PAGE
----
First of all, let me set the scene: Gap Creek takes place on the North Carolina/ South Carolina border, in the Appalachian Mountain region back in the late 1890’s-early1900’s. In fact, the century turns in the book. I love this region so much and I love this time period so much, so it stands to reason that I’m bound to love this story. There is something so very Americana about the stories from this time period because of the difficulties everyone had back then, and in this region – Appalachia – it was particularly difficult.
Hank and Julie set off to Gap Creek, SC with big dreams, just like any other young couple. They didn’t have much with them other than the clothes on their back – literally they carried only a couple of things as they primitively traveled to the house that they would share with Mr. Pendergast, but they were optimistic. Hank took his job, and right away Julie found herself a little bit disappointed. See, she was so happy to marry and get away from working so hard – working outside, like a man – and here she is, right back to doing things like slaughtering hogs, etc! Because of both the age and poor health of Mr. Pendergast and the long, long hours that Hank was away from the house, there was nobody else to do the outside work…AGAIN. However, Julie kept her head up and tried to remain positive because HEY AT LEAST SHE KNEW HOW TO DO THESE THINGS, RIGHT? Right. Well, then along comes the very negative and very critical Ma Richards. Complete and constant negativity! (It’s almost comical, except it isn’t. But it kind of is.) She is one woman that I want to reach through the book and slap. And yet again, Julie does the good thing, the right thing for the time and is respectful to her husband’s mother – she kept her mouth closed for the most part. It’s just this tragedy that struck, you guys, that makes such a huge difference in the lives of these characters and changes the tone of the story so much. It’s so much for someone to bear – let alone a fresh, young couple – but that’s how life was back in these times. Unfortunately, there is some truth to this tragedy.
Hank is a lot different from Julie. I don’t think that Hank was ever as strong as Julie. Hank has days where he is loving and kind and then he has days where he has a temper that comes from nowhere. Still, Julie is the strong one, a solid rock throughout everything. Julie Richards is amazing and I just love her. She suffers through her own share of tragedies, but still she is incredible.
This thing that happened changed everything. Life threw lemons at Hank and Julie. It didn’t toss them lightly, it threw them as hard as possible. And it nearly did this couple in. After this thing, there were days with little to no food, con men and betrayal, loss of work and family, loss of so much. There were days of hope and of no hope, days of prayer and days of anger at God and the rest of the world. There were days of tears and days of happiness. Everything that could happen to this couple during this time DID. The overriding question throughout the story is: how much can Hank and Julie take and can their love survive everything that keeps getting thrown at them?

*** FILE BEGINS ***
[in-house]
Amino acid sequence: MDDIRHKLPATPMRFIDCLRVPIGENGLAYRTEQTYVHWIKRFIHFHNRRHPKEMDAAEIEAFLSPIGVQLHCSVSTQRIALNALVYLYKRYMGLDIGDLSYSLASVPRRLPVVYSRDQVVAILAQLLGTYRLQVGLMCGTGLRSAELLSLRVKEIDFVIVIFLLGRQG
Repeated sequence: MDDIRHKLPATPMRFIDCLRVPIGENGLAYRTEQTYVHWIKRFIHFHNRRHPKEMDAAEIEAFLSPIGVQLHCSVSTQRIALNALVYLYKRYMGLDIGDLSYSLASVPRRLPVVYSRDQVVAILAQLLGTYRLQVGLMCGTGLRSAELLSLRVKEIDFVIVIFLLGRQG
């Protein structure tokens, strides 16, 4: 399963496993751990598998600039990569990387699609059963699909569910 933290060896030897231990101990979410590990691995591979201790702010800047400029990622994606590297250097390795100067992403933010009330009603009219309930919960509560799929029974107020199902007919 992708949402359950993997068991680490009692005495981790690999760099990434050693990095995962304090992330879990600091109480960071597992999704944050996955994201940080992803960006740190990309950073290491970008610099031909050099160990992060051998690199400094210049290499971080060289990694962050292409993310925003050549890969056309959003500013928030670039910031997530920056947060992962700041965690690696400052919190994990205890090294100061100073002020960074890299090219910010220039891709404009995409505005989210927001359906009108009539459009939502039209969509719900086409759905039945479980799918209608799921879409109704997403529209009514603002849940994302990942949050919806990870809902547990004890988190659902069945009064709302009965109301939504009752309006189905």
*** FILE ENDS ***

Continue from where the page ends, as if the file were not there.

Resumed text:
Gap Creek is a story told by Julie, beginning when she is seventeen and lasting over the course of a short while. It’s the story of the beginning of Hank and Julie’s life together, and the hardship they face just trying to make it on their own in a tough time, in a tough place. Life throws them some crazy things, and they keep going. They have tough days, but they do their best together. There are days when they are sure they won’t make it through, but I love the way that when one of them is down, the other picks them both up. And I love the hopeful ending. (And I love that finally, finally, Robert Morgan has just written a follow-up story which I am now reading/listening to and completely, wholeheartedly LOVING.)
There are no words, no words, no words that I can use to adequately describe to anyone how much I truly love this book. It’s not only the story itself, nor just the author, but the time and the place. Robert Morgan is from the area that he has written about in this story and it is obvious in reading his work; there is an ease with his setting and a comfort as well. He has written an honest depiction of this time and the struggles that it carried as well as the day-to-day activities of living back during this time in our history, which I love. He is able to write from a young female perspective in a shockingly easy way and I love how he wrote Julie Richards. I recommend Gap Creek to fans of historical fiction, fans of American history, fans of the Appalachian region, fans of doggone good books, and fans of great, incredible, wonderful characterization. This book isn’t unicorns and rainbows all the way through but neither was this time in American history, however the hopeful ending is wonderful and I hope adult fiction readers will pick it up and give it an honest chance. As if I haven’t said it a million times, it’s forever a favorite of mine and I will probably re-read it a hundred or maybe a thousand more times.
Gap Creek will appeal to fans of:
Fantastic Setting: Western NC/SC border,
Gap Creek by Robert Morgan
is currently available for purchase.
I have loved this book forever.
I am such a fan of this author.
Does this sound like something you would like?
TALK TO ME.